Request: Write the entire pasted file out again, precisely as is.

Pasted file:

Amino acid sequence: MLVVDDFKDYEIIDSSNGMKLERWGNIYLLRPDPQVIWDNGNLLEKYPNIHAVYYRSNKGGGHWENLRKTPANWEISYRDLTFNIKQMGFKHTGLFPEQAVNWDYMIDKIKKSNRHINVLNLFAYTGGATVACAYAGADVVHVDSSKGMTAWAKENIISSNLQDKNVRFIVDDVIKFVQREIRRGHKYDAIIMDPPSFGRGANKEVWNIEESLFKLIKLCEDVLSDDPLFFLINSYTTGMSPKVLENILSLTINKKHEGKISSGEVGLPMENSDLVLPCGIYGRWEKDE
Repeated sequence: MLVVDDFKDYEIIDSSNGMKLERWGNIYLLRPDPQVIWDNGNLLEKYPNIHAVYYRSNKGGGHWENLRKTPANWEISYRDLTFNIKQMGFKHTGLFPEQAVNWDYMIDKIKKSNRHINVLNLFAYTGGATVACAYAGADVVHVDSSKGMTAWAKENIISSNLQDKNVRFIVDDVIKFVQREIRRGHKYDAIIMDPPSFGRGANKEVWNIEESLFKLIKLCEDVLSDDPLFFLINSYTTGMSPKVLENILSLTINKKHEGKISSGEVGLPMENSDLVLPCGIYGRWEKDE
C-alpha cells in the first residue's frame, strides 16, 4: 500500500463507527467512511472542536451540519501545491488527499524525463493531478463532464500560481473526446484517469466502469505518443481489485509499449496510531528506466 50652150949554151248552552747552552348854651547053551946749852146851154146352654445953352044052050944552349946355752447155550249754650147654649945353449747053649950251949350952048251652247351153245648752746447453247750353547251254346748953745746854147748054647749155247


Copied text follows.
Amino acid sequence: MLVVDDFKDYEIIDSSNGMKLERWGNIYLLRPDPQVIWDNGNLLEKYPNIHAVYYRSNKGGGHWENLRKTPANWEISYRDLTFNIKQMGFKHTGLFPEQAVNWDYMIDKIKKSNRHINVLNLFAYTGGATVACAYAGADVVHVDSSKGMTAWAKENIISSNLQDKNVRFIVDDVIKFVQREIRRGHKYDAIIMDPPSFGRGANKEVWNIEESLFKLIKLCEDVLSDDPLFFLINSYTTGMSPKVLENILSLTINKKHEGKISSGEVGLPMENSDLVLPCGIYGRWEKDE
Repeated sequence: MLVVDDFKDYEIIDSSNGMKLERWGNIYLLRPDPQVIWDNGNLLEKYPNIHAVYYRSNKGGGHWENLRKTPANWEISYRDLTFNIKQMGFKHTGLFPEQAVNWDYMIDKIKKSNRHINVLNLFAYTGGATVACAYAGADVVHVDSSKGMTAWAKENIISSNLQDKNVRFIVDDVIKFVQREIRRGHKYDAIIMDPPSFGRGANKEVWNIEESLFKLIKLCEDVLSDDPLFFLINSYTTGMSPKVLENILSLTINKKHEGKISSGEVGLPMENSDLVLPCGIYGRWEKDE
C-alpha cells in the first residue's frame, strides 16, 4: 500500500463507527467512511472542536451540519501545491488527499524525463493531478463532464500560481473526446484517469466502469505518443481489485509499449496510531528506466 50652150949554151248552552747552552348854651547053551946749852146851154146352654445953352044052050944552349946355752447155550249754650147654649945353449747053649950251949350952048251652247351153245648752746447453247750353547251254346748953745746854147748054647749155247